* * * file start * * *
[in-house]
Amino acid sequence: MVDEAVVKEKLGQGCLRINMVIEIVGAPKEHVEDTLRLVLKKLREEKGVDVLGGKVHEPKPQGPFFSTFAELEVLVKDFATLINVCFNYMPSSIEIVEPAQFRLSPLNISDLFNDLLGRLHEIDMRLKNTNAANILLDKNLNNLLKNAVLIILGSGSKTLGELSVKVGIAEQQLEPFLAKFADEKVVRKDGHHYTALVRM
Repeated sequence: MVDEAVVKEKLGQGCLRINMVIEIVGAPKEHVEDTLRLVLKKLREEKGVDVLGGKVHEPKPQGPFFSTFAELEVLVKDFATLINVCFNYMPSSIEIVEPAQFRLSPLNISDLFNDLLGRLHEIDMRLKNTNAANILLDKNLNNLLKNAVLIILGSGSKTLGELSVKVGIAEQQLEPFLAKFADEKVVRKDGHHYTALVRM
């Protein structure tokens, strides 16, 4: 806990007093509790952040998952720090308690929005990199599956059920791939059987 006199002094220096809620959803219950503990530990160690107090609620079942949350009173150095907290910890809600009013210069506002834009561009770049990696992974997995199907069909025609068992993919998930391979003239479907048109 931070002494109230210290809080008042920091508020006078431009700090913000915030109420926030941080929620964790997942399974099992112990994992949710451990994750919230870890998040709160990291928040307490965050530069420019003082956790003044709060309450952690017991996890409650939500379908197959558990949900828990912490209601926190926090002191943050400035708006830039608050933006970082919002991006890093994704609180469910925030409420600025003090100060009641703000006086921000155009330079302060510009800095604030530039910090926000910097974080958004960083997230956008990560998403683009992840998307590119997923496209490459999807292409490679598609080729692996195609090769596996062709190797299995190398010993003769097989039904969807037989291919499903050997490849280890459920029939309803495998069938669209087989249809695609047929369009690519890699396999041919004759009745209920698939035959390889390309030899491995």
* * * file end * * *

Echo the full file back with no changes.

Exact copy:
[in-house]
Amino acid sequence: MVDEAVVKEKLGQGCLRINMVIEIVGAPKEHVEDTLRLVLKKLREEKGVDVLGGKVHEPKPQGPFFSTFAELEVLVKDFATLINVCFNYMPSSIEIVEPAQFRLSPLNISDLFNDLLGRLHEIDMRLKNTNAANILLDKNLNNLLKNAVLIILGSGSKTLGELSVKVGIAEQQLEPFLAKFADEKVVRKDGHHYTALVRM
Repeated sequence: MVDEAVVKEKLGQGCLRINMVIEIVGAPKEHVEDTLRLVLKKLREEKGVDVLGGKVHEPKPQGPFFSTFAELEVLVKDFATLINVCFNYMPSSIEIVEPAQFRLSPLNISDLFNDLLGRLHEIDMRLKNTNAANILLDKNLNNLLKNAVLIILGSGSKTLGELSVKVGIAEQQLEPFLAKFADEKVVRKDGHHYTALVRM
């Protein structure tokens, strides 16, 4: 806990007093509790952040998952720090308690929005990199599956059920791939059987 006199002094220096809620959803219950503990530990160690107090609620079942949350009173150095907290910890809600009013210069506002834009561009770049990696992974997995199907069909025609068992993919998930391979003239479907048109 931070002494109230210290809080008042920091508020006078431009700090913000915030109420926030941080929620964790997942399974099992112990994992949710451990994750919230870890998040709160990291928040307490965050530069420019003082956790003044709060309450952690017991996890409650939500379908197959558990949900828990912490209601926190926090002191943050400035708006830039608050933006970082919002991006890093994704609180469910925030409420600025003090100060009641703000006086921000155009330079302060510009800095604030530039910090926000910097974080958004960083997230956008990560998403683009992840998307590119997923496209490459999807292409490679598609080729692996195609090769596996062709190797299995190398010993003769097989039904969807037989291919499903050997490849280890459920029939309803495998069938669209087989249809695609047929369009690519890699396999041919004759009745209920698939035959390889390309030899491995």